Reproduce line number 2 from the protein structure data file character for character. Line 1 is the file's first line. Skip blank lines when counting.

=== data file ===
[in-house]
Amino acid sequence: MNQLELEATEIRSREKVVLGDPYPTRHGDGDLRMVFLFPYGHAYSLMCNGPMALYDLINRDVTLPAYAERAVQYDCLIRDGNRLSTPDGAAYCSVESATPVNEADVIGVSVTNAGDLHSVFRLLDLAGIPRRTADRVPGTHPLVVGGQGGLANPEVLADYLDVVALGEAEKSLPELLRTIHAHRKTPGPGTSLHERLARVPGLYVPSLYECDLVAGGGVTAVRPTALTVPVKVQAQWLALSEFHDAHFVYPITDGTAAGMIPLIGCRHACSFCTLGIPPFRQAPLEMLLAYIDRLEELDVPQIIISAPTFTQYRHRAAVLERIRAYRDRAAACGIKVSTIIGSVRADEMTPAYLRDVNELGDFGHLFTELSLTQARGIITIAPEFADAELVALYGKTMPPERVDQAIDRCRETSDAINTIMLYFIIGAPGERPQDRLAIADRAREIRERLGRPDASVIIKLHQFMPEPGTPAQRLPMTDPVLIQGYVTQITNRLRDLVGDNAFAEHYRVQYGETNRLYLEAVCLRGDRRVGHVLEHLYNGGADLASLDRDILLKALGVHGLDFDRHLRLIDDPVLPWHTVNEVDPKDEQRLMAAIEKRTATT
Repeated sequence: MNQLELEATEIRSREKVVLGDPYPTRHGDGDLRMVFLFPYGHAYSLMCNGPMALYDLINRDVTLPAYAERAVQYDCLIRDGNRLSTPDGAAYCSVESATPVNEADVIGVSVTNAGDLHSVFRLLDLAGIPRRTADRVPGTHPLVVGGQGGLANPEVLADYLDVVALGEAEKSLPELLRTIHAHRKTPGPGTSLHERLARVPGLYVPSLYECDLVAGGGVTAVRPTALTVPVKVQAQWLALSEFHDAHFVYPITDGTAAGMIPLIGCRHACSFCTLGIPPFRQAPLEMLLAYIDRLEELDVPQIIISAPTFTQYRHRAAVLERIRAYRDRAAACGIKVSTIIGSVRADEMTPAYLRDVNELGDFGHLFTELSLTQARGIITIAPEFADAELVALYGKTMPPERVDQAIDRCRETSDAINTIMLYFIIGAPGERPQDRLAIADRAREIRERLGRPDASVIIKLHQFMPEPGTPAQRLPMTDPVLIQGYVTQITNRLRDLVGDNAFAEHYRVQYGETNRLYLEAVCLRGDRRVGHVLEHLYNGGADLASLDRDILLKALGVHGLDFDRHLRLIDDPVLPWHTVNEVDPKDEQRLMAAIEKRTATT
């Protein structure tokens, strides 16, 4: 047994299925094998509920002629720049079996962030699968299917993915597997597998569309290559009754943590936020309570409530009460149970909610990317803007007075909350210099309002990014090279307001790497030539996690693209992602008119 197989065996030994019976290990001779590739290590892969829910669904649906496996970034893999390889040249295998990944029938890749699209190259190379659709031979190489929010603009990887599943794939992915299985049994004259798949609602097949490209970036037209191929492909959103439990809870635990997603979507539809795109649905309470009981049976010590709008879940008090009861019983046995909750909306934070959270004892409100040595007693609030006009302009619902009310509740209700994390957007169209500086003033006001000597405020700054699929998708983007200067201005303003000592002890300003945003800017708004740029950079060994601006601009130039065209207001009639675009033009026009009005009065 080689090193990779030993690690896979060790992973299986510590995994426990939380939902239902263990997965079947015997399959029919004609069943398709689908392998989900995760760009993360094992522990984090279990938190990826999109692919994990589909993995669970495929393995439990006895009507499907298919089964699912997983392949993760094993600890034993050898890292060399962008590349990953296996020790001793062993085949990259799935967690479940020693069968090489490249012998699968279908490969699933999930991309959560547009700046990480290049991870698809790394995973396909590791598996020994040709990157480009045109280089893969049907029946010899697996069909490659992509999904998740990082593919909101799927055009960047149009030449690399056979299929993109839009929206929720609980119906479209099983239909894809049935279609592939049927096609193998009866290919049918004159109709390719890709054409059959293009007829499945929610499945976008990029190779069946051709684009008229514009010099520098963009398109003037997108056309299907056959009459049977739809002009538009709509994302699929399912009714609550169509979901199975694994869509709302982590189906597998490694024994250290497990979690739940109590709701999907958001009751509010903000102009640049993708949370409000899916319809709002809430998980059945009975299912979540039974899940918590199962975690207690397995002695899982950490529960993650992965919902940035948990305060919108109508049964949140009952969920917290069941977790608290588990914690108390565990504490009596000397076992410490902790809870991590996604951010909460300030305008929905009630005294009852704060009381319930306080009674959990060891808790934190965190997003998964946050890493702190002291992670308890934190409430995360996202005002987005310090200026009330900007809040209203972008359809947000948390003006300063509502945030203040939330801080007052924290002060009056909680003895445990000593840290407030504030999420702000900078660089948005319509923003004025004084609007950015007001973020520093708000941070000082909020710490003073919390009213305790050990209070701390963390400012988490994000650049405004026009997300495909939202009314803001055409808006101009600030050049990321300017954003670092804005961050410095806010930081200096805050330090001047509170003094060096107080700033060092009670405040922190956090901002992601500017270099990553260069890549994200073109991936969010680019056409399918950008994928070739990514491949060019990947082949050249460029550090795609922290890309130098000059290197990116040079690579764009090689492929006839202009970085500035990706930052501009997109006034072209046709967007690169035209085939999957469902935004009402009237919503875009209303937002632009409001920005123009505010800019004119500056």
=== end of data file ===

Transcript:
Amino acid sequence: MNQLELEATEIRSREKVVLGDPYPTRHGDGDLRMVFLFPYGHAYSLMCNGPMALYDLINRDVTLPAYAERAVQYDCLIRDGNRLSTPDGAAYCSVESATPVNEADVIGVSVTNAGDLHSVFRLLDLAGIPRRTADRVPGTHPLVVGGQGGLANPEVLADYLDVVALGEAEKSLPELLRTIHAHRKTPGPGTSLHERLARVPGLYVPSLYECDLVAGGGVTAVRPTALTVPVKVQAQWLALSEFHDAHFVYPITDGTAAGMIPLIGCRHACSFCTLGIPPFRQAPLEMLLAYIDRLEELDVPQIIISAPTFTQYRHRAAVLERIRAYRDRAAACGIKVSTIIGSVRADEMTPAYLRDVNELGDFGHLFTELSLTQARGIITIAPEFADAELVALYGKTMPPERVDQAIDRCRETSDAINTIMLYFIIGAPGERPQDRLAIADRAREIRERLGRPDASVIIKLHQFMPEPGTPAQRLPMTDPVLIQGYVTQITNRLRDLVGDNAFAEHYRVQYGETNRLYLEAVCLRGDRRVGHVLEHLYNGGADLASLDRDILLKALGVHGLDFDRHLRLIDDPVLPWHTVNEVDPKDEQRLMAAIEKRTATT